Still, Curaleaf is the winner on the perception front. Its market capitalization of $4.8 billion tells us investors expect a lot from the company – and its price/sales ratio of 2.3 is among the highest in the group. Not that it hasn’t already proven its mettle. “By the end of 2022, Curaleaf will have grown revenue at a staggering compounded annual growth rate of roughly 105% since 2018,” notes board chair and co-founder Boris Jordan. The company projects $1.45 billion in 2022 sales, more than double 2020 sales. Here are three factors that support growth.

1. Curaleaf is an R&D powerhouse. A team of scientists is currently developing about 180 products. Near term, the company expects 75% growth in new product revenue year over year. About 20% of second-quarter revenue was generated by products launched in the last 12 months.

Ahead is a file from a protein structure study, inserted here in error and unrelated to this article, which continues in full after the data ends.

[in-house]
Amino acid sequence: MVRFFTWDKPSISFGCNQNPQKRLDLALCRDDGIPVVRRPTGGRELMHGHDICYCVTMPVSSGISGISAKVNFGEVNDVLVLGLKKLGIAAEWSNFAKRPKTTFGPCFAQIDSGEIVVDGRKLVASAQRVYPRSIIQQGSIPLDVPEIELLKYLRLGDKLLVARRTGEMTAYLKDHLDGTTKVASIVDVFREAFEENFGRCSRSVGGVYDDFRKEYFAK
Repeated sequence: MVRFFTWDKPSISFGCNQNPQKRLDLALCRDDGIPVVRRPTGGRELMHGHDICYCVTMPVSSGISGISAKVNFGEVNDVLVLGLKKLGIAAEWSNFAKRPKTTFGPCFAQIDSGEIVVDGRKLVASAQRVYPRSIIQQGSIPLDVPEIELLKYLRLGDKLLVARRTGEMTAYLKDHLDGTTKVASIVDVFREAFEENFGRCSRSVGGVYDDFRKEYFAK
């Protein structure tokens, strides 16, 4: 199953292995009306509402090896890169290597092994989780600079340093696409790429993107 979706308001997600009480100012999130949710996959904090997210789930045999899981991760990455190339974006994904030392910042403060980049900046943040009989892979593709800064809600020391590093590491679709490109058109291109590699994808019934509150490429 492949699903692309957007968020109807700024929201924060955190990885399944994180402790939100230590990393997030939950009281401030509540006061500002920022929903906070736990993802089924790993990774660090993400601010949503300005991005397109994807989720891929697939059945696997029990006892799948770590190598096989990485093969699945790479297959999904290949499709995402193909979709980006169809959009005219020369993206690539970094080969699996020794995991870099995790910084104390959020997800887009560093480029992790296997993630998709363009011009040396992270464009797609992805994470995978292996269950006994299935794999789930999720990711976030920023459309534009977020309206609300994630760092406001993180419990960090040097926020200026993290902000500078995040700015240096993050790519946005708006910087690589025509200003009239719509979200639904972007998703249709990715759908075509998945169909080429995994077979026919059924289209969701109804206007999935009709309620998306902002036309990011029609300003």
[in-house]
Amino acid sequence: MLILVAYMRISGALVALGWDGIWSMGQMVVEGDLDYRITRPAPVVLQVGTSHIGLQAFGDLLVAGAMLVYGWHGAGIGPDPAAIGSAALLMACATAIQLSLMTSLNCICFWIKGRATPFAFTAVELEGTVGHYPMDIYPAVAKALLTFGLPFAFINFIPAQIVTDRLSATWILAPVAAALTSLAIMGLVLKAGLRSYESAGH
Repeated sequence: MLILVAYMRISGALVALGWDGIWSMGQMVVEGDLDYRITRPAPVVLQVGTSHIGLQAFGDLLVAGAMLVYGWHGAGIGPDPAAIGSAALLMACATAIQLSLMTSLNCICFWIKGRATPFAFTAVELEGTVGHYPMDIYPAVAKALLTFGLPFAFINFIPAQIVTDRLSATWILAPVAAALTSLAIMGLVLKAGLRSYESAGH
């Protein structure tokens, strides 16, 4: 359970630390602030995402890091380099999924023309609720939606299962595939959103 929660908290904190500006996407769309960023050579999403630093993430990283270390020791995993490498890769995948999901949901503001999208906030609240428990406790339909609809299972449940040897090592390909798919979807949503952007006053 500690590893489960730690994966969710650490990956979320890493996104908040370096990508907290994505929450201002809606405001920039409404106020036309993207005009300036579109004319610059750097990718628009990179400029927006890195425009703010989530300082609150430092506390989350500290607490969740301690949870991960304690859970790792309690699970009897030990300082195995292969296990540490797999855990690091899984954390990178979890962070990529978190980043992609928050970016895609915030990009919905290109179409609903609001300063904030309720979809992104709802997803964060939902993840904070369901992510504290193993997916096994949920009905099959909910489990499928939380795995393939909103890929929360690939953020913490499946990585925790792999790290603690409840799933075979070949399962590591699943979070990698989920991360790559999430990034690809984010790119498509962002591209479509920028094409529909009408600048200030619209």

2. Curaleaf is an industry consolidator. It has a good M&A track record. The company’s executive chairman has a lot of experience rolling up fragmented and distressed industries. M&A is supported by a

healthy balance sheet and good access to capital. The company generated a record $60 million in operating cash flow in Q3 and ended the quarter with $198 million in cash against $599 million in debt, most of which is not due until December 2026.

Growth through acquisition is always risky. But given how much the cannabis group has fallen in the past year, there are probably a lot of good bargains out there. The company is cutting costs, which builds the M&A war chest. It expects at least $40 million in cost-cutting next year.